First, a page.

The optic nerve can be restored

Restoration of vision thanks to the regeneration of the optic nerve

According to a study published in the latest issue of The Lancet Neurology, the optic nerve can be repaired. The optic nerve has long been thought to be permanent, and damage to it is often associated with blindness or severe visual impairment. Once diagnosed, as with glaucoma patients, medication or surgery can help slow the progression of the disease, but it can only protect the remaining vision. Treatment is not sufficient to restore vision already lost due to nerve damage.
Scientists have known for many years that a form of human cell called a Schwann cell can be transplanted and regenerate myelin. Myelin is a substance that helps the nervous system function by creating electrical insulation around some nerve cells. Its damage causes the signals to malfunction or be distorted, which affects the senses.
In the case of the optic nerve, what is damaged or reduced is the person’s vision. Because the body’s natural inhibitors prevent the growth of the optic nerve, it is part of the central nervous system and cannot be repaired or fixed.

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Axon regeneration in the central nervous system: insights from the optic nerve

Optic atrophy can be caused by various factors. The most common cause is lack of blood supply. The medical term for this disease is ischemic optic neuropathy. The problem mainly affects the elderly. Shock, chemicals, radiation, and trauma can damage the optic nerve. Atrophy of the optic nerve can also lead to eye diseases such as glaucoma. Diseases of the brain and central nervous system can also affect the disorder. These include: Children and young adults can also be affected by unusual forms of hereditary optic atrophy. Signs and symptoms
Vision decreases as a result of atrophy of the optic nerve and the field of vision decreases. In addition, the ability to see details is lost. The colors looked washed out. Over time, the pupil may become less responsive to light and gradually lose the ability to respond to light. Exams and Assessments
Symptoms of optic nerve atrophy are permanent. It is necessary to identify the underlying disease and treat it. Otherwise, loss of vision will follow. Diseases that cause visual atrophy can be treated in some cases. Outlook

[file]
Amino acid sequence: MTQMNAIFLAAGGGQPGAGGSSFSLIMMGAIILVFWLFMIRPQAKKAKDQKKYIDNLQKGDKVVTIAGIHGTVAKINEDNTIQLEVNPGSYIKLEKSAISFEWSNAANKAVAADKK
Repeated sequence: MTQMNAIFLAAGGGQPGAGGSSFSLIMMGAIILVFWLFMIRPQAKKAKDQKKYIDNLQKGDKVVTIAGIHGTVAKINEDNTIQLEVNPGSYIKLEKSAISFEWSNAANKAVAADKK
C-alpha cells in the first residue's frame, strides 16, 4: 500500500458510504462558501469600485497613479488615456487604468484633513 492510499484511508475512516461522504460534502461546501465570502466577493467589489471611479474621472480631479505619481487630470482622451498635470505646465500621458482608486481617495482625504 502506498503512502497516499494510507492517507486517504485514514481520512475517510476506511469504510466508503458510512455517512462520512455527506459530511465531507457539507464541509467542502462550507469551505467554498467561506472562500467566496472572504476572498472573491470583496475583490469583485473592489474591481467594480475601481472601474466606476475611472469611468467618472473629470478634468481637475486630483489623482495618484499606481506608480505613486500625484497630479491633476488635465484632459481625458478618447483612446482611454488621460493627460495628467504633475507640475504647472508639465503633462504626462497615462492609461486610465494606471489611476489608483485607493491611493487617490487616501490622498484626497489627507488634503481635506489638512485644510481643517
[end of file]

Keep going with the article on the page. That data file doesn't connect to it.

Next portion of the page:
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07 blocked the experimental outflow for study

Updated July 7, 2016: A passing reader is wondering if there is stimulation of retinal ganglion cell axon proliferation after partial restoration of vision in mice, as this article appears to have appeared in search engines and attracted a lot of attention from patients. It’s an early and lukewarm victory, and you should read the fine print before you get too excited. However, progress is being made, but slowly.
I am sure that the body will heal itself and this is the most “normal” thing to do. The investigative procedure outlined here is accurate… and quite logical. The ability of nerve fibers to “…send to the correct visual centers…make contacts with other neurons…” is perfectly normal. I once heard at a spinal cord injury conference that once nerve fibers are severed, doctors and scientists have a hard time reconnecting them. I don’t see why it wouldn’t be natural for them to find themselves (and reconnect properly).

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Optic neuropathy in the intestines has been treated with great success

The optic nerve is a bundle of nerve fibers that connects the retina to the brain, carrying electrical impulses. One end of this “wire” is a set of retinal cells called retinal ganglion cells. Retinal photoreceptors convert light into electrical impulses that are transmitted to retinal ganglion cells. Ganglion cells, in turn, send visual information to the visual centers of the brain through their axons. The electrical impulses are then converted into visual information. This flow of visual information is disrupted When the optic nerve is damaged.
Not at this time. The study of regeneration processes and how they can be activated is still in its early stages. However, a lot of interesting work is being done in this direction.
In some lower vertebrates, the optic nerve can regenerate. A damaged optic nerve, for example, completely regenerates in fish and frogs, allowing full vision to be restored. It has been shown that when retinal ganglion cells are exposed to conditions in the peripheral nervous system, they can successfully regenerate their axons.